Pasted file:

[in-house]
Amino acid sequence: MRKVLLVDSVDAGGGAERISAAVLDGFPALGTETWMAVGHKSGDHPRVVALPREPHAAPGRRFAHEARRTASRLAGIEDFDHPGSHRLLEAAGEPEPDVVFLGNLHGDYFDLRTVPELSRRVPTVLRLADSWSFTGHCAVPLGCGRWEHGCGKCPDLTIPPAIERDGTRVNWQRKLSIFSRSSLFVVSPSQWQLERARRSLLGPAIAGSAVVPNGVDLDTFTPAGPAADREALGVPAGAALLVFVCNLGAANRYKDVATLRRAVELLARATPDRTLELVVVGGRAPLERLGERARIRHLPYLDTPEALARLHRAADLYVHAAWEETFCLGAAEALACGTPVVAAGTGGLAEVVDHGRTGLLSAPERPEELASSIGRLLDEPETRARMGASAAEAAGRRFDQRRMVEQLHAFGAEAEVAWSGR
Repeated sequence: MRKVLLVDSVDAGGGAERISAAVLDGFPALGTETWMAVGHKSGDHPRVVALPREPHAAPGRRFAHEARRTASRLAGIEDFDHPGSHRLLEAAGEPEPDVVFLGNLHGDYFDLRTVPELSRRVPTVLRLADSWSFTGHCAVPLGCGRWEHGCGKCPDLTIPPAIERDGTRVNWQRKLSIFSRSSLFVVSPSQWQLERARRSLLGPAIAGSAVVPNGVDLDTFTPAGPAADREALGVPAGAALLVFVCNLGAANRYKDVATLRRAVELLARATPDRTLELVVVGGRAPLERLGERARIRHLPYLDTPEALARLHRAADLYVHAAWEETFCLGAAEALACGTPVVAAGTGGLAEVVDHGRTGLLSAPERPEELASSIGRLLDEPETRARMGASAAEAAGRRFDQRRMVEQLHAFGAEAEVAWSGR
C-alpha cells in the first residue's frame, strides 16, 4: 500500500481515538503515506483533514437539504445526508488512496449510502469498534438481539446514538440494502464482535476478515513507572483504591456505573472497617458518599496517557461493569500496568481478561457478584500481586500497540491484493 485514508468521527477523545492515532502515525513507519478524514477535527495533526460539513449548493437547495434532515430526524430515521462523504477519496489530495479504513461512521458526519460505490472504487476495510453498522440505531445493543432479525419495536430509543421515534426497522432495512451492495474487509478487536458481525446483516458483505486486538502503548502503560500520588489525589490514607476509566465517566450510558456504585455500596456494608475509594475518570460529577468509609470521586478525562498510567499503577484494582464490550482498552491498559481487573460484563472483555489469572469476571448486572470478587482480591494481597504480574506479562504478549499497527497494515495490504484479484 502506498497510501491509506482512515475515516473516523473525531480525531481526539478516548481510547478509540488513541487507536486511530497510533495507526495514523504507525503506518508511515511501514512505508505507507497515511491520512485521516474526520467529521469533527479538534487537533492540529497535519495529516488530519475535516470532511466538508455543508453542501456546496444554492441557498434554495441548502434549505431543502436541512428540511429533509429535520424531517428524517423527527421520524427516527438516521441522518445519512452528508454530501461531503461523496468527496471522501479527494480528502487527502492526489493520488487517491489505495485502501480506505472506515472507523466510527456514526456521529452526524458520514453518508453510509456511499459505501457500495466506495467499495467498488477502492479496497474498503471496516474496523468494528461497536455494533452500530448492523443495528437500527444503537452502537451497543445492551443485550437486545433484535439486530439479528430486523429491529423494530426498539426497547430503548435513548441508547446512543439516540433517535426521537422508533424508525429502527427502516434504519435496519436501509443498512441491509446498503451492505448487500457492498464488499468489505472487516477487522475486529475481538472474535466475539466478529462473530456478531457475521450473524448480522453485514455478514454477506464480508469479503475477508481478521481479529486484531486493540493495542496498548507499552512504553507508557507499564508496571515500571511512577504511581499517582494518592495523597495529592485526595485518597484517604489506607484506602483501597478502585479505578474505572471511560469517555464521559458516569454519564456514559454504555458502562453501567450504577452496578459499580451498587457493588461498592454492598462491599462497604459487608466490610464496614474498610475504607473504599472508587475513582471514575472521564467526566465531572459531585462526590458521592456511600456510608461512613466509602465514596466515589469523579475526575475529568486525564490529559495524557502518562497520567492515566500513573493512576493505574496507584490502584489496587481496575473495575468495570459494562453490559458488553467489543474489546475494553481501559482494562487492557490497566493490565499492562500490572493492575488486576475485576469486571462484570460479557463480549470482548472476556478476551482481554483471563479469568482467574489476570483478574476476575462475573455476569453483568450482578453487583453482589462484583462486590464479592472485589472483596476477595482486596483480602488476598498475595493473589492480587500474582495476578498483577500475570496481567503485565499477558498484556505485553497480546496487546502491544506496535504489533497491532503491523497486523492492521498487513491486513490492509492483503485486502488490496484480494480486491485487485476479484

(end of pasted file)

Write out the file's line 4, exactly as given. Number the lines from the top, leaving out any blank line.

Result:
C-alpha cells in the first residue's frame, strides 16, 4: 500500500481515538503515506483533514437539504445526508488512496449510502469498534438481539446514538440494502464482535476478515513507572483504591456505573472497617458518599496517557461493569500496568481478561457478584500481586500497540491484493 485514508468521527477523545492515532502515525513507519478524514477535527495533526460539513449548493437547495434532515430526524430515521462523504477519496489530495479504513461512521458526519460505490472504487476495510453498522440505531445493543432479525419495536430509543421515534426497522432495512451492495474487509478487536458481525446483516458483505486486538502503548502503560500520588489525589490514607476509566465517566450510558456504585455500596456494608475509594475518570460529577468509609470521586478525562498510567499503577484494582464490550482498552491498559481487573460484563472483555489469572469476571448486572470478587482480591494481597504480574506479562504478549499497527497494515495490504484479484 502506498497510501491509506482512515475515516473516523473525531480525531481526539478516548481510547478509540488513541487507536486511530497510533495507526495514523504507525503506518508511515511501514512505508505507507497515511491520512485521516474526520467529521469533527479538534487537533492540529497535519495529516488530519475535516470532511466538508455543508453542501456546496444554492441557498434554495441548502434549505431543502436541512428540511429533509429535520424531517428524517423527527421520524427516527438516521441522518445519512452528508454530501461531503461523496468527496471522501479527494480528502487527502492526489493520488487517491489505495485502501480506505472506515472507523466510527456514526456521529452526524458520514453518508453510509456511499459505501457500495466506495467499495467498488477502492479496497474498503471496516474496523468494528461497536455494533452500530448492523443495528437500527444503537452502537451497543445492551443485550437486545433484535439486530439479528430486523429491529423494530426498539426497547430503548435513548441508547446512543439516540433517535426521537422508533424508525429502527427502516434504519435496519436501509443498512441491509446498503451492505448487500457492498464488499468489505472487516477487522475486529475481538472474535466475539466478529462473530456478531457475521450473524448480522453485514455478514454477506464480508469479503475477508481478521481479529486484531486493540493495542496498548507499552512504553507508557507499564508496571515500571511512577504511581499517582494518592495523597495529592485526595485518597484517604489506607484506602483501597478502585479505578474505572471511560469517555464521559458516569454519564456514559454504555458502562453501567450504577452496578459499580451498587457493588461498592454492598462491599462497604459487608466490610464496614474498610475504607473504599472508587475513582471514575472521564467526566465531572459531585462526590458521592456511600456510608461512613466509602465514596466515589469523579475526575475529568486525564490529559495524557502518562497520567492515566500513573493512576493505574496507584490502584489496587481496575473495575468495570459494562453490559458488553467489543474489546475494553481501559482494562487492557490497566493490565499492562500490572493492575488486576475485576469486571462484570460479557463480549470482548472476556478476551482481554483471563479469568482467574489476570483478574476476575462475573455476569453483568450482578453487583453482589462484583462486590464479592472485589472483596476477595482486596483480602488476598498475595493473589492480587500474582495476578498483577500475570496481567503485565499477558498484556505485553497480546496487546502491544506496535504489533497491532503491523497486523492492521498487513491486513490492509492483503485486502488490496484480494480486491485487485476479484